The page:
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Doubles From the Baseline


Doubles has always been a game of strategies to see who could take control of the net first. Theoretically, the team who got to net first had the best chance of closing out the point. Being close to the net allows you to hit angles and force your opponent into more errors.

As tennis became a more powerful sport, with young juniors growing up booming groundstrokes from the baseline, it's not uncommon to now see all 4 players playing doubles from the baseline. What happened to the net strategy? What has changed to make a baseliner think they can win doubles by hitting groundstrokes?

Many of the young players have a lot of power from the baseline. Yes they could play net if they absolutely had to, but they are more of a threat from the back court. Plus itís generally easier to track down lobs side to side rather than running up and back.

The baseline doubles game is turning into a more common strategy amongst young ladies. Itís not so effective in the menís game or mixed doubles because the woman has less of a chance to overpower the man, and any lady playing mixed is used to more power already. In menís and mixed itís generally going to still be true that the team who controls the net will be more successful.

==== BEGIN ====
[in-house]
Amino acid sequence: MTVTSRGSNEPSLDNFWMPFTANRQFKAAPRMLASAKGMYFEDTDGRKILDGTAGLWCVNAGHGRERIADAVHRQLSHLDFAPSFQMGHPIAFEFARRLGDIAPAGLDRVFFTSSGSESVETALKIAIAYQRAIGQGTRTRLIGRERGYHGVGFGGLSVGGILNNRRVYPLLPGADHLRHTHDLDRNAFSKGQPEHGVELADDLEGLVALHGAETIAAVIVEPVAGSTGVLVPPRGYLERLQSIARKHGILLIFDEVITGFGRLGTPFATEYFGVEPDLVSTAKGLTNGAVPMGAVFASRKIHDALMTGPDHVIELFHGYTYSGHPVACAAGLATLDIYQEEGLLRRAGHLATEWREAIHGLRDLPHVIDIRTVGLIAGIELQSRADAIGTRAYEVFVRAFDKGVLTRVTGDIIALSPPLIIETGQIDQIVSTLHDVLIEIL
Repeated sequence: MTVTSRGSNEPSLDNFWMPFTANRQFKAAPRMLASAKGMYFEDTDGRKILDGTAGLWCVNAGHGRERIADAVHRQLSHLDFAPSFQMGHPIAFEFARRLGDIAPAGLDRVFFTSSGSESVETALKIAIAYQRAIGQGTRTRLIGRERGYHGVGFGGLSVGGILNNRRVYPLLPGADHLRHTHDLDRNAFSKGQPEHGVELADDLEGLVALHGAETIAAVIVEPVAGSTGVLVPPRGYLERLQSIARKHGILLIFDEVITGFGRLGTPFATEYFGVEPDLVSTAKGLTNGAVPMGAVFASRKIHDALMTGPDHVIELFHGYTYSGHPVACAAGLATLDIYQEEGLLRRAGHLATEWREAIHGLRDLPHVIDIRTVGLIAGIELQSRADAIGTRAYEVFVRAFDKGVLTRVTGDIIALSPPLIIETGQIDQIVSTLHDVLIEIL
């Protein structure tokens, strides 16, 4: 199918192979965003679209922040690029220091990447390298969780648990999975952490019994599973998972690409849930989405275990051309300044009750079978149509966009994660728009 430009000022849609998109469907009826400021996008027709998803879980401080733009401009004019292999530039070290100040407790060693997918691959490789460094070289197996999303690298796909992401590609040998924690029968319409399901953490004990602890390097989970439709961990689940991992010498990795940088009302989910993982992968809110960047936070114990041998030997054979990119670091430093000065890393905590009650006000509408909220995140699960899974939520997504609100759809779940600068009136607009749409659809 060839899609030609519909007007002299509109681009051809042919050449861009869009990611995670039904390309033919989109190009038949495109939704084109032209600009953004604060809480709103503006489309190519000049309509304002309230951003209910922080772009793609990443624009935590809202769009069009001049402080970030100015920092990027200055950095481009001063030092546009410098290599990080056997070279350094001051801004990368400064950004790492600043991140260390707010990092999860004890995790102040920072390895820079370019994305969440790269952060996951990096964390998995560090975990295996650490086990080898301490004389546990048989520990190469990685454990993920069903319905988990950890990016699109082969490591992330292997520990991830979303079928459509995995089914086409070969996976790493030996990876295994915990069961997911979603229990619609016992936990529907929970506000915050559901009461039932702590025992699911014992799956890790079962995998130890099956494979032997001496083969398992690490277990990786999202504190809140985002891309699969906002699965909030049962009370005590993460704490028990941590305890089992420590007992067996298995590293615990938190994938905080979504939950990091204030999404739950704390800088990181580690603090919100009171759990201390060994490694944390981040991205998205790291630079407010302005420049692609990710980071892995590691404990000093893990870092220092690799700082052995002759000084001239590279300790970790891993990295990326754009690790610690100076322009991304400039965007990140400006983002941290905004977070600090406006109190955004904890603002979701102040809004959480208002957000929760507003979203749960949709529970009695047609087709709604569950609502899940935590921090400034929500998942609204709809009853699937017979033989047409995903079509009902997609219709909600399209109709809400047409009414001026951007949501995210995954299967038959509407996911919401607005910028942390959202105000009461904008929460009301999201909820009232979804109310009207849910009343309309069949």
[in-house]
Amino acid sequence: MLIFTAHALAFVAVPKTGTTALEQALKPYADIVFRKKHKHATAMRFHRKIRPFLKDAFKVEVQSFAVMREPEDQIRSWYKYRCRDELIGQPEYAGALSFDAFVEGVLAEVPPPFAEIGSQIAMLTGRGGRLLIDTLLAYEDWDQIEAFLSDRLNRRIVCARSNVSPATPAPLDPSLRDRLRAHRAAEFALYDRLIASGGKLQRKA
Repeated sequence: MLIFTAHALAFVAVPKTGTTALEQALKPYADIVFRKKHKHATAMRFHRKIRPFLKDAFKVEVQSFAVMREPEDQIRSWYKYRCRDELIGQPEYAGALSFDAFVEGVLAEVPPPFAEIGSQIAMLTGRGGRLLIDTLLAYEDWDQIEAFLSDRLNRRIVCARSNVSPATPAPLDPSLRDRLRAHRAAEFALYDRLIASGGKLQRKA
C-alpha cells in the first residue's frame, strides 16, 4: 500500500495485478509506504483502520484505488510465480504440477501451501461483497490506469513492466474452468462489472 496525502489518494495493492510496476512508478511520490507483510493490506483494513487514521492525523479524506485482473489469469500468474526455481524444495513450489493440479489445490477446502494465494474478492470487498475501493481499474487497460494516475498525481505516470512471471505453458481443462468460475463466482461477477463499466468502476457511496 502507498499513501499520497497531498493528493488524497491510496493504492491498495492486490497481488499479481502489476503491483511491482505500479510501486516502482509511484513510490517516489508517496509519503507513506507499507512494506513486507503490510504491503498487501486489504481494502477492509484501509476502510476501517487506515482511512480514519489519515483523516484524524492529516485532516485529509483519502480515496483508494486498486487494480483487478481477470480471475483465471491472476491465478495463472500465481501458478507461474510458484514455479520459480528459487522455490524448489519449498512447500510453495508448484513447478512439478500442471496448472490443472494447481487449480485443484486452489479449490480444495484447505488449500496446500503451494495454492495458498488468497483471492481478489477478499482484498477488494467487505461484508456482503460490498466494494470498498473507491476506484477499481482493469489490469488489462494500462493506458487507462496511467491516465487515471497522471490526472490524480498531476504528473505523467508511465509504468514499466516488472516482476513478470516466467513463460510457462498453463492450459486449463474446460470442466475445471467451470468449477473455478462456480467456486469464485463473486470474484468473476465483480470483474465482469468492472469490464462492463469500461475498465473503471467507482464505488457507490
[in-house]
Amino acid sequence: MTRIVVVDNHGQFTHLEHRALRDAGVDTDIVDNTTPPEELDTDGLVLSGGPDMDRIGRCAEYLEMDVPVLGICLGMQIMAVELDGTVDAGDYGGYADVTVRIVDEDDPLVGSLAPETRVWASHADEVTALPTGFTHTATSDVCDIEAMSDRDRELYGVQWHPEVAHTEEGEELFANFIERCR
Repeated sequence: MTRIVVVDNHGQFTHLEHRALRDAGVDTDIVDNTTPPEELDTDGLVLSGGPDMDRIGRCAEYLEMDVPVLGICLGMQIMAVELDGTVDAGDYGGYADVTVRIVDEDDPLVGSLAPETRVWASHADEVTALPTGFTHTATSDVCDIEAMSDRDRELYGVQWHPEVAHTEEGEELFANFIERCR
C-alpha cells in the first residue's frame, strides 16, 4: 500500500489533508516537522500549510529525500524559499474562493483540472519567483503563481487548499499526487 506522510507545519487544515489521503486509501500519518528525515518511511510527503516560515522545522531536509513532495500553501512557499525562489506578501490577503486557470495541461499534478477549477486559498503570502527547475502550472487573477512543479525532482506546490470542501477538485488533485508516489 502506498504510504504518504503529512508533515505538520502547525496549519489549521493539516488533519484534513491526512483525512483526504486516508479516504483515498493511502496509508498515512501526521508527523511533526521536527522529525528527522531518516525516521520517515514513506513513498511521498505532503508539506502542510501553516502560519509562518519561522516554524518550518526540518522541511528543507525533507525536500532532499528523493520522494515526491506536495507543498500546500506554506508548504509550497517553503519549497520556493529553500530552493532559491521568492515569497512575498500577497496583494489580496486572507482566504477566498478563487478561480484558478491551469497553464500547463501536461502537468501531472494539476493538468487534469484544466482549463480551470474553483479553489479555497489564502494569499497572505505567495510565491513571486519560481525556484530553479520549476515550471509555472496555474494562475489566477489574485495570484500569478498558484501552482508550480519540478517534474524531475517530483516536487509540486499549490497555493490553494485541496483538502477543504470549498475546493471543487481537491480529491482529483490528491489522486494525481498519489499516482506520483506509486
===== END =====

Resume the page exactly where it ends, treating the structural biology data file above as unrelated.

If your doubles partner is a baseliner, and youíre an aggressive net player, you may have to adjust your game slightly. Donít force a baseliner into a volley position if they are uncomfortable. Instead, use their power to set up the shots at net for you to put away.

And if you come up against a doubles team who always plays back, try mixing up your strategy. Hitting deep groundstrokes to them is playing right into their strength. Try taking off some pace, or hitting high moonballs, and then come back with a short angle volley. Moving the baseliners up and back will take them out of their comfort zone.

Giving up the net is not a good strategy for everyone. However, if you have powerful groundstrokes, it could be a good tactic to throw off your opponent, and often intimidate them.

Have fun on the courts!
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Content copyright © 2015 by Sandy Eggers. All rights reserved.
This content was written by Sandy Eggers. If you wish to use this content in any manner, you need written permission. Contact Sandy Eggers for details.

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